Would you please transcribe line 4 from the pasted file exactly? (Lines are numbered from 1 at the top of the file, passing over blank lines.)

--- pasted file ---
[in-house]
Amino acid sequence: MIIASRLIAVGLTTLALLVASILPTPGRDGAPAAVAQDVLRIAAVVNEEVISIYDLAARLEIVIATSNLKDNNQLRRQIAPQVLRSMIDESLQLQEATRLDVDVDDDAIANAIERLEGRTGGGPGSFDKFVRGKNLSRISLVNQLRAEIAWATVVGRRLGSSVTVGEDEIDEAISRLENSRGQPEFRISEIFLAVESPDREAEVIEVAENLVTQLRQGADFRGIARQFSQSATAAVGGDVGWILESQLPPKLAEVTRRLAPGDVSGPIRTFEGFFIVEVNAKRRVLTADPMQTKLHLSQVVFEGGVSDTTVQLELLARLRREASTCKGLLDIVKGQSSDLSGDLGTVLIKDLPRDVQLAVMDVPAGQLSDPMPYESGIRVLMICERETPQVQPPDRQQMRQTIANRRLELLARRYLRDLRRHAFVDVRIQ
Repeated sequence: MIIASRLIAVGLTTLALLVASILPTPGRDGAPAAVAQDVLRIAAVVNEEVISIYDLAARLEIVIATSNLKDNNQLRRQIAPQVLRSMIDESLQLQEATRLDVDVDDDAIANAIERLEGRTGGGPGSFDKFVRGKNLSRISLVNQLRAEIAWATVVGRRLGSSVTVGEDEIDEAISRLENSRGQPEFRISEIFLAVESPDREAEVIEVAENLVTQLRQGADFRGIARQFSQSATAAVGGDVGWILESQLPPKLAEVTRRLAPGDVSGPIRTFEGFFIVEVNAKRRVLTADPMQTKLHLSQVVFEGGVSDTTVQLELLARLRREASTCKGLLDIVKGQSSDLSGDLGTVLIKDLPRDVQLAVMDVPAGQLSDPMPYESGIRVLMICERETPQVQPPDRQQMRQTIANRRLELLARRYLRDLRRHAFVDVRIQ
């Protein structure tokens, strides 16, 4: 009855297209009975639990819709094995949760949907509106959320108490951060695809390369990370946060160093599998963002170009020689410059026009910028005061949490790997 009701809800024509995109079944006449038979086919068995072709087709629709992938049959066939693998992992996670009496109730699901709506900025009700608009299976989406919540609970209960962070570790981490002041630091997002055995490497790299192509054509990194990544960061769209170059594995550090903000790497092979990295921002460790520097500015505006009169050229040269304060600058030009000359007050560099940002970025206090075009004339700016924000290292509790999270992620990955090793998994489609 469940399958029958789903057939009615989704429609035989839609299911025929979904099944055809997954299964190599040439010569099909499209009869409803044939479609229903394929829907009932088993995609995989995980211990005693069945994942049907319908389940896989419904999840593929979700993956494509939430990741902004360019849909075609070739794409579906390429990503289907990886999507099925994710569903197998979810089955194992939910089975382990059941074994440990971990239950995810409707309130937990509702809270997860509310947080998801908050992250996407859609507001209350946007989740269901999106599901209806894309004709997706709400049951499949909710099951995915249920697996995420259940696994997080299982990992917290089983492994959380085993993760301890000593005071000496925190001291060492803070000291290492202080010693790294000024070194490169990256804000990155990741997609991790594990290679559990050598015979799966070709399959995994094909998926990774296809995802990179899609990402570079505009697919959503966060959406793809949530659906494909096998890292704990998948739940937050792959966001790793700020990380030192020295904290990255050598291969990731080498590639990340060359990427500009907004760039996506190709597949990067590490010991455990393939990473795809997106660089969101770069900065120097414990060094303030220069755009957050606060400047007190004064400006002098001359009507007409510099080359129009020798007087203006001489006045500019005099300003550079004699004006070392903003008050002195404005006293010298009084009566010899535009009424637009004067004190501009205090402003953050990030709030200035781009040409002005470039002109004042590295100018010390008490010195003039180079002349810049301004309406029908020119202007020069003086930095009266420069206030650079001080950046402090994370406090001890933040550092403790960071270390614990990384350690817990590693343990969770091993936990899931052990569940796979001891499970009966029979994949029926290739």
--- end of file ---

């Protein structure tokens, strides 16, 4: 009855297209009975639990819709094995949760949907509106959320108490951060695809390369990370946060160093599998963002170009020689410059026009910028005061949490790997 009701809800024509995109079944006449038979086919068995072709087709629709992938049959066939693998992992996670009496109730699901709506900025009700608009299976989406919540609970209960962070570790981490002041630091997002055995490497790299192509054509990194990544960061769209170059594995550090903000790497092979990295921002460790520097500015505006009169050229040269304060600058030009000359007050560099940002970025206090075009004339700016924000290292509790999270992620990955090793998994489609 469940399958029958789903057939009615989704429609035989839609299911025929979904099944055809997954299964190599040439010569099909499209009869409803044939479609229903394929829907009932088993995609995989995980211990005693069945994942049907319908389940896989419904999840593929979700993956494509939430990741902004360019849909075609070739794409579906390429990503289907990886999507099925994710569903197998979810089955194992939910089975382990059941074994440990971990239950995810409707309130937990509702809270997860509310947080998801908050992250996407859609507001209350946007989740269901999106599901209806894309004709997706709400049951499949909710099951995915249920697996995420259940696994997080299982990992917290089983492994959380085993993760301890000593005071000496925190001291060492803070000291290492202080010693790294000024070194490169990256804000990155990741997609991790594990290679559990050598015979799966070709399959995994094909998926990774296809995802990179899609990402570079505009697919959503966060959406793809949530659906494909096998890292704990998948739940937050792959966001790793700020990380030192020295904290990255050598291969990731080498590639990340060359990427500009907004760039996506190709597949990067590490010991455990393939990473795809997106660089969101770069900065120097414990060094303030220069755009957050606060400047007190004064400006002098001359009507007409510099080359129009020798007087203006001489006045500019005099300003550079004699004006070392903003008050002195404005006293010298009084009566010899535009009424637009004067004190501009205090402003953050990030709030200035781009040409002005470039002109004042590295100018010390008490010195003039180079002349810049301004309406029908020119202007020069003086930095009266420069206030650079001080950046402090994370406090001890933040550092403790960071270390614990990384350690817990590693343990969770091993936990899931052990569940796979001891499970009966029979994949029926290739």